|"Catwoman" by Kevin Wada|
During the past few days I have been thinking about “Pages & Playthings” in more ways than celebrate its publication. Excitement and the thrill of writing naughty words aside, I have been thinking about the set of restrictions involved in writing the piece. Though nowhere near a BDSM dungeon, Geek Love runs on a strict set of parameters to screen through its submissions.
The stories need a strong speculative element, a strong carnal element and feature at least one character with geeky predisposition. Although spicy, this is a very specific recipe, which needs to happen within the confines of 6,000 words, which further adds to the challenge. The writing community in general has a mixed response to prompts and themes in general, especially if they are specific ones.
From my experience, the popular personal argument against writing with prompts deals with creativity. I've heard writers feel oppressed (for a lack of a better word and restricted already abused beyond good taste) and stories about the completed work missing that internal part of the writer's individual voice or style. To each his own, but a recent opinion I have heard voiced over Facebook is the profitability from all the hard work. I tend to agree that stories written with a single, specific intention tend to sell harder, if they were rejected, but I digress.
What “Pages & Playthings” taught me is that prompt stories need to feel in sync and consistent. I think this ought to be a general rule in fiction, but it goes without saying that you should pay more attention to how well the prompt, the theme and your voice for this category of writing you will do. Since this is writing I'm discussing and not something exact like an algorithm, every story will be a new exploration for the Indiana Jones inside every you.
Since I'm on the subject, I'll give you an example with “Pages & Playthings”, because I can't just seize and desist with my selfish horn-tooting (though I guess what I should have said is that I'm a Samaritan at heart). Here is how I synced and layered all three Geek Love requisites.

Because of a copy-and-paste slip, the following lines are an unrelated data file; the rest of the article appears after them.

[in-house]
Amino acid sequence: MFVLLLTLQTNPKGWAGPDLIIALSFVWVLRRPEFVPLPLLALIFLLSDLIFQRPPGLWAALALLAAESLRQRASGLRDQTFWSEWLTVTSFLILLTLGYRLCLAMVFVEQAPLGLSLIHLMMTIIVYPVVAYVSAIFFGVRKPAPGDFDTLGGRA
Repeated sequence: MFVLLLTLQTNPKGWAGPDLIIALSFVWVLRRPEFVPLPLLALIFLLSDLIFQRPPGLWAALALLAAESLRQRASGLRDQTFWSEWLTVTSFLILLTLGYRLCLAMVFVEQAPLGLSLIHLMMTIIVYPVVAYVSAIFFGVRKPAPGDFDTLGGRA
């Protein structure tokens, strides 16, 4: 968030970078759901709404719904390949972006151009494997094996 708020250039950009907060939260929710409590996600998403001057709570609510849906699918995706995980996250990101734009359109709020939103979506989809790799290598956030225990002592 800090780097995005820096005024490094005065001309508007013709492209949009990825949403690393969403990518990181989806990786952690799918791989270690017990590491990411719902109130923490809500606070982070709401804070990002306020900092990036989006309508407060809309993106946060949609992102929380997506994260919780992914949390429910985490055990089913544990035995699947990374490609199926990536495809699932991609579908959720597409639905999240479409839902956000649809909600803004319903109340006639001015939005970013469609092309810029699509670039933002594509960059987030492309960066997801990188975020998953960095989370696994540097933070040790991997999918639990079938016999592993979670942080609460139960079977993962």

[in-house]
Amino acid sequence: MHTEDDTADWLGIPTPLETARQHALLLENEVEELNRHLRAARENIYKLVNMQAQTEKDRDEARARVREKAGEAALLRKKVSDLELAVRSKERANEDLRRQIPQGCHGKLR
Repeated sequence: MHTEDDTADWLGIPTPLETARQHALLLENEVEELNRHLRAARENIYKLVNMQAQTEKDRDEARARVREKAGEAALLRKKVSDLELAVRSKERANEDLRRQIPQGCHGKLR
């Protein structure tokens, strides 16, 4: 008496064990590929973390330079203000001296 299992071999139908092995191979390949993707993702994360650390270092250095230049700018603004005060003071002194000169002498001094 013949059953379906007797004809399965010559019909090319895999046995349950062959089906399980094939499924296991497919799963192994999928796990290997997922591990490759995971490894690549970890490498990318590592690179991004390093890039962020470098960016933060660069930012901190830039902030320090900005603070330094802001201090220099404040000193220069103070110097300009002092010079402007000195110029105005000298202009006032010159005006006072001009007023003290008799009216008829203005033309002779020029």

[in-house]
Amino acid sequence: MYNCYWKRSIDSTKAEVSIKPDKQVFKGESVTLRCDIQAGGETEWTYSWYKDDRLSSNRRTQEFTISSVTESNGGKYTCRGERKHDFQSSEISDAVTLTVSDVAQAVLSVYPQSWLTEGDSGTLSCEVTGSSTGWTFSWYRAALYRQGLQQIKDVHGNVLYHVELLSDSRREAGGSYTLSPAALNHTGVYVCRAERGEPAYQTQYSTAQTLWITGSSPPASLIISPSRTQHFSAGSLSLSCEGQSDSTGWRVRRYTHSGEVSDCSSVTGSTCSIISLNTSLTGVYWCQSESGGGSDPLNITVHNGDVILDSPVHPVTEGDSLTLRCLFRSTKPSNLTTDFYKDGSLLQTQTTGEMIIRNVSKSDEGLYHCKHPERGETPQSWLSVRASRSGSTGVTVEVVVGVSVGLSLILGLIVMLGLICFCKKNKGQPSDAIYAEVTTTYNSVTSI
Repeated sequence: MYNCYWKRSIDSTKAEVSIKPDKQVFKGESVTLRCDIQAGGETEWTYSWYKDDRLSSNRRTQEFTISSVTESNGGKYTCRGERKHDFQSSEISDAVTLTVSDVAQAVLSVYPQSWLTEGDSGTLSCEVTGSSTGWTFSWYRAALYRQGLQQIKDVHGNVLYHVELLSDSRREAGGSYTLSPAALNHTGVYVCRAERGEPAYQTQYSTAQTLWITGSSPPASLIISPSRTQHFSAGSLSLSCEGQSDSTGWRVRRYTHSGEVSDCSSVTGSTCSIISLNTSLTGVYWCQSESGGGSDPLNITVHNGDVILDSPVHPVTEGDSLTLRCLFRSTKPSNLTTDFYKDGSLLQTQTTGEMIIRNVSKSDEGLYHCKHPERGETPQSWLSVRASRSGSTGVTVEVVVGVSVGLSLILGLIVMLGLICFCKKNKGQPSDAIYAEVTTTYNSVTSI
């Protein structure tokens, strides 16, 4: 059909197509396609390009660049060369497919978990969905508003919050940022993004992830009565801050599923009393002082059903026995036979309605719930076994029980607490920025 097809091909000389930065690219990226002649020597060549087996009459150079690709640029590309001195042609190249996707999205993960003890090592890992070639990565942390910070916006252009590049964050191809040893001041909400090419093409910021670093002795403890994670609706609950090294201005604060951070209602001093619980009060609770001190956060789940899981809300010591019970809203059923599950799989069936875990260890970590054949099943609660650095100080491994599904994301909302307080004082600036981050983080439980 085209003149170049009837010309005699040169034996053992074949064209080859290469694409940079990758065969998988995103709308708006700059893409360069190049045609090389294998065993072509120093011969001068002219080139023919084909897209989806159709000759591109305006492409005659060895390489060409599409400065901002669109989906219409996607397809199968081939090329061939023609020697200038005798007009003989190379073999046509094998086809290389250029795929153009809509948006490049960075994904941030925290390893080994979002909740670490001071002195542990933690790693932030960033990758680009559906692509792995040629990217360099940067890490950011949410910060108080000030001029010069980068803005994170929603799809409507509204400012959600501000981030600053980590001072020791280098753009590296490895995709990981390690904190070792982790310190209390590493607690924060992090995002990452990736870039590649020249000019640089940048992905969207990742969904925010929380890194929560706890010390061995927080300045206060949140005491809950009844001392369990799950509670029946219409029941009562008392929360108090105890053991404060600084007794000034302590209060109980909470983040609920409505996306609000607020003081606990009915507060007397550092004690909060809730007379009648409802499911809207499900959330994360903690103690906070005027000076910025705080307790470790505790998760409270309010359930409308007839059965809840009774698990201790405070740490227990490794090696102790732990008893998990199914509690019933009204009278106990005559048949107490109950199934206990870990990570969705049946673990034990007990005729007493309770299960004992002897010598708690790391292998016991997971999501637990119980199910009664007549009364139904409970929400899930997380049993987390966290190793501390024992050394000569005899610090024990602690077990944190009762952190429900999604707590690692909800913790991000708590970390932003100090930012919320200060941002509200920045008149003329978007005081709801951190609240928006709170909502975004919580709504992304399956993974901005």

1. The Erotica & The Geek
Contrary to popular belief (my references are 80's US sex comedies, so spare me), geeks aren't a race of asexual beings and they like to get into each other's pants, especially after a hard day of devoting themselves to their hobbies and interests, which is pretty much what I focused on. The bridge between the geek hobby (in case of my character, extreme aversion to reading) and the sex is the foreplay and inclusion of the physical book as a prop leading towards intercourse. The thing with erotica is that people who don't read it assume it's all about the mechanics of sex, but in fact it's all about the tease and promise of a really, really good time. Reading a hardcover for a serious bibliophile already has taken an almost sensual nature, so it's very easy for the feeling escalate after an indecent proposal.
2. The Geek & The Speculative
This has been the easiest thing to do, since culture has so many myths about the supernatural properties of books. Throwing a magic book at a book worm is hardly the toughest thing to do in any context. Since this is science fiction with horror elements, all I had to make sure is follow through a rather creepy introduction of the artifact and establish its possessive qualities.
3. The Speculative & The Erotica
Sex between people who happen to be superheroes is tricky business. If you write about normal sex, then you can't really use the speculative element (in this case the superheroes to any effect, other than deconstruct the idea, which has been overdone). At the same time not tying the book in with the sex creates a chasm between the erotica genre and the speculative genre. Since I had a limited wordcount, I designed super powers, which could add some spice into the sexual act to actively involve the speculative element and trigger the characterization process. Then the book itself had to be reason why these people were having sex in the first place.
Now that these elements flow naturally into each other, the story finds its own balance and the ideas gel with each other to create one organic effect. Or at least create it after extensive editing.
What's your experience with writing with prompts?